Information theoretically secure multi-party computation (MPC) has been a central primitive of modern cryptography, in which mutually distrusting parties collaborate to compute a function of their private data without revealing any additional information about their data to the other parties. It is known that information theoretically secure MPC is possible among $n$ parties against the collusion of less than $n/2$ parties in the honest-but-curious model; the threshold is $n/3$ in the malicious model.
Despite the huge success in many frontiers of cryptography, many basic questions in the study of secure MPC have seen a little progress. Two of these questions are the subject of this thesis: communication and randomness complexity of secure MPC; and characterization of which functions are securely computable. We study these questions in two and three party settings against the corruption of a single party in the honest-but-curious model. In the three party setting, we develop new information theoretic tools to obtain tight lower bounds on communication and randomness complexity of secure MPC. We derive lower bounds for both the perfect security case (i.e., zero-error and no leakage of information) and asymptotic security (where the probability of error and information leakage vanish as block-length goes to infinity); and they are shown to be tight for several interesting functions.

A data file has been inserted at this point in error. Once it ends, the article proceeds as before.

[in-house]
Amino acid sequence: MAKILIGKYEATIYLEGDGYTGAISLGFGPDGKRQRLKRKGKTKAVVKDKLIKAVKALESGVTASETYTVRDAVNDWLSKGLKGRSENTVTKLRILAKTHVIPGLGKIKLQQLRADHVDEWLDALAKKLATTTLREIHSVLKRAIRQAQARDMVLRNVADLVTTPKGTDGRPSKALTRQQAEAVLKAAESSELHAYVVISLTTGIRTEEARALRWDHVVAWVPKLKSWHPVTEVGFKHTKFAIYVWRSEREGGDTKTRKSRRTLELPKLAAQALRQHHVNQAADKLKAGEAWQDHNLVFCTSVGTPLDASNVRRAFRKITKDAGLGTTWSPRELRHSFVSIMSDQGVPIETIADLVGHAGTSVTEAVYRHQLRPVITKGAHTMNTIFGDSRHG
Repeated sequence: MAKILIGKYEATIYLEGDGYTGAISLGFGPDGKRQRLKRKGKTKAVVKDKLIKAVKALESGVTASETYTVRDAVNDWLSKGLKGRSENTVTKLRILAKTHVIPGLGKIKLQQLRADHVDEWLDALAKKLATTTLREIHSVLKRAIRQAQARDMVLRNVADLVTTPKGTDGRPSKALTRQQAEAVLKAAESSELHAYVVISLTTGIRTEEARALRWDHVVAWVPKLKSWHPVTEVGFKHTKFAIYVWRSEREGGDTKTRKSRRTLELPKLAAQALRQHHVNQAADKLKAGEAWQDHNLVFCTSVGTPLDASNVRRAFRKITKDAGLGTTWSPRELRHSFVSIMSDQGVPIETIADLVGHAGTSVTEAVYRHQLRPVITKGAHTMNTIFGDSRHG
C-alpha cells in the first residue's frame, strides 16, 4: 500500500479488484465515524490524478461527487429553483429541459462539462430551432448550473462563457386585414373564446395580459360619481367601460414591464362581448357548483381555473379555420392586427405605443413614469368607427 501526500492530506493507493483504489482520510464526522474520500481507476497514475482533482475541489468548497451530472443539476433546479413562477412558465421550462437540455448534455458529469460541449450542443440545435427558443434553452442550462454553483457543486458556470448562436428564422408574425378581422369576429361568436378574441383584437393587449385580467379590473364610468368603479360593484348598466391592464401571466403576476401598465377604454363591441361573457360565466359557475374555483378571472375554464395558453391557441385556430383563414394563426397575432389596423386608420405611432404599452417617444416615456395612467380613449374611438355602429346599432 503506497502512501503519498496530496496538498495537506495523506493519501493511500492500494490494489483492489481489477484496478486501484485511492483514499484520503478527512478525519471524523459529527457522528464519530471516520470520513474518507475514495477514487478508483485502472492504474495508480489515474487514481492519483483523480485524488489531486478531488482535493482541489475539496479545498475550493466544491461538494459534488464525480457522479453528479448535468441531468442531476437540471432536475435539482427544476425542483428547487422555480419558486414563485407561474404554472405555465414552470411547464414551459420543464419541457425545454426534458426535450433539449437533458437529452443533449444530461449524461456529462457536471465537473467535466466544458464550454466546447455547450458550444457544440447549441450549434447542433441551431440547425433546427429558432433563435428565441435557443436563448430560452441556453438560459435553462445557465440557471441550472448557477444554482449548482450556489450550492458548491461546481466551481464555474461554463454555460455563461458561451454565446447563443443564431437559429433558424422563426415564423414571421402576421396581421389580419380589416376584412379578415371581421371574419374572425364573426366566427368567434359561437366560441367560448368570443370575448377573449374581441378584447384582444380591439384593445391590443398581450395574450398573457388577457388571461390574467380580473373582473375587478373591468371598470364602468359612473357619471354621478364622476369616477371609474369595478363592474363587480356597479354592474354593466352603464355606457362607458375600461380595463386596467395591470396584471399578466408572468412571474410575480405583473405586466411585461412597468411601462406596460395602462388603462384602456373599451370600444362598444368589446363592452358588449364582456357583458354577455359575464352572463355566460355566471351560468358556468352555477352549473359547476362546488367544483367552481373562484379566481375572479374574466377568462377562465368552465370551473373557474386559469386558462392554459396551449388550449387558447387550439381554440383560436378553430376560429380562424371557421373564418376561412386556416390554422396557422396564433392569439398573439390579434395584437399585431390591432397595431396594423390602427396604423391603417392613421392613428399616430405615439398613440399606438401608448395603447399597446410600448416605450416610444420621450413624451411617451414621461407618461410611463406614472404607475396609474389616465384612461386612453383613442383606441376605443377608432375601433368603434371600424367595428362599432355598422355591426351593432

In the two party setting, we consider secure computation of randomized functions. When both the parties (Alice and Bob) are required to produce outputs, even the characterization of which randomized functions are securely computable is not known; however, the deterministic counterpart of this problem was resolved by Kushilevitz (FOCS 1989) around three decades ago. We make some progress in this long standing open problem and give a couple of characterizations: for randomized functions that have up to ternary output alphabet, and for randomized functions that are securely computable by up to two-round protocols. The problem becomes easier when only one party is required to produce the output. We study this problem further in four cases: (i) when privacy is required against both the parties; (ii) when privacy is required only against Alice; (iii) when privacy is required only against Bob; and (iv) when there is no privacy requirement. For all the four cases we obtain optimal rate expressions in both perfect and asymptotic security settings.